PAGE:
cannonfodder wrote:Most bulk grinders use a comparatively rough set of burrs with one or two cutting zones and relatively large teeth. I would think that these large teeth would chunk the beans into rough, ill formed and varying sizes. I may be simply chasing a white rabbit and there is no real answer other than, they just do. I thought I would pose the question anyway since I am looking for a dedicated drip/press/vac grinder.
This sounds like some great work is in the offing. Cool.
I've been wondering about how these different grinders work too.
Our friends at Marco have been publishing some data about this for while.
Based on some sketchily described taste tests, they have concluded that a screened grind or the produce of a highly unimodal grinder set around a .8mm median particle size make the "best" press cup. Inclusion of a higher percentage of fines degraded the brew. This seems like a straight-forward conclusion.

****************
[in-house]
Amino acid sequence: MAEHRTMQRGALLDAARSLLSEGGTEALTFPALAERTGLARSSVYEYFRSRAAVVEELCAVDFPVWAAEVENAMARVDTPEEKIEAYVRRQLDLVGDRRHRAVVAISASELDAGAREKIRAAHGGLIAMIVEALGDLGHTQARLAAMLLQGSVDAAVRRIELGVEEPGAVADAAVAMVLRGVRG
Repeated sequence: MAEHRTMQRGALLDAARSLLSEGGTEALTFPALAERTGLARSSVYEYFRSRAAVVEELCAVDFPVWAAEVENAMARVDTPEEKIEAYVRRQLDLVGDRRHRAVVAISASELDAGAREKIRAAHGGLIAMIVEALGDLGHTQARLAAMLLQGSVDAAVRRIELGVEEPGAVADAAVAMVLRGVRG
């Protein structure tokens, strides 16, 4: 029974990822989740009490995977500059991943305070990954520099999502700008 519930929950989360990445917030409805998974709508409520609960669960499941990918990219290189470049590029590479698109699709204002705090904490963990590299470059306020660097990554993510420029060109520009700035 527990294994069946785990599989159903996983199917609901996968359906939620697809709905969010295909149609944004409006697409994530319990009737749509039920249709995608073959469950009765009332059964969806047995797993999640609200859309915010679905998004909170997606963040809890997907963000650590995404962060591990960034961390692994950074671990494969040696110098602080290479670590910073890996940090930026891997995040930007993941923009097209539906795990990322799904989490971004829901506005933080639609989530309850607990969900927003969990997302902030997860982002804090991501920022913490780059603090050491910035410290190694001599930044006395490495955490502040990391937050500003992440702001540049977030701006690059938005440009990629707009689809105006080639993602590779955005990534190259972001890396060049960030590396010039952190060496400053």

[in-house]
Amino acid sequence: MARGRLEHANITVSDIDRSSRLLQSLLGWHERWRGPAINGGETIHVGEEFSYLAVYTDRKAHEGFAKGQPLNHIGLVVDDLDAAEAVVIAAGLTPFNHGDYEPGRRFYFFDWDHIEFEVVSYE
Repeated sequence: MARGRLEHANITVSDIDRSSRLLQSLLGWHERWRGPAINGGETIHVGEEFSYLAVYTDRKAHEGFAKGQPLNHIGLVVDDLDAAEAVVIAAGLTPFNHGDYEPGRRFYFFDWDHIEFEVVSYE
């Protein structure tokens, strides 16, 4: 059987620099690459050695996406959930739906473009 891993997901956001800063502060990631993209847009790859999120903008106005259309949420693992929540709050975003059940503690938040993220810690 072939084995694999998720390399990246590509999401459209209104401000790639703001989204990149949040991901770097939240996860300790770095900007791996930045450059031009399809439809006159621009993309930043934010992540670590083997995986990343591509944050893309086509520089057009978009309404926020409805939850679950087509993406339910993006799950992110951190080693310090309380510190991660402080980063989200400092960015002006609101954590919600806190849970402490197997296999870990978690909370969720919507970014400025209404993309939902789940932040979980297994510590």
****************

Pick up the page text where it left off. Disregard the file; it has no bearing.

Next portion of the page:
There's always been a paucity of info about what different grinders do at drip or press settings. The Marco folks promised a few months ago some comparative data between a cast steel burr grinder (like the kind in Jim's grinder above), a "dragon's tooth" type of burr like the kind in my old commercial Hobart, and a burr set they are developing that looks much like the general design found in the Mazzers and MACAPS and similar grinders of the world. I prodded Paul to post the results recently, and he just did:http://marco.ie/uberproject/?p=401
The "espresso grinder" design (for lack of a better label) produced the least fines, the "dragons tooth", the next least, and the cast burr the most. Whooo ha.
Kyle at Baratza recently contributed a graph made on the same measuring equipment for the relatively cheap Virtuoso grinder. See it here:*Which* Baratza grinder for drip/press?
So, there's a cheapish grinder that can produce a unimodal particle curve at a press setting competitive with the best.
What's all this mean in terms of comparative cup quality? Inquiring minds want to know...
Trust your taste. Don't trust your perception.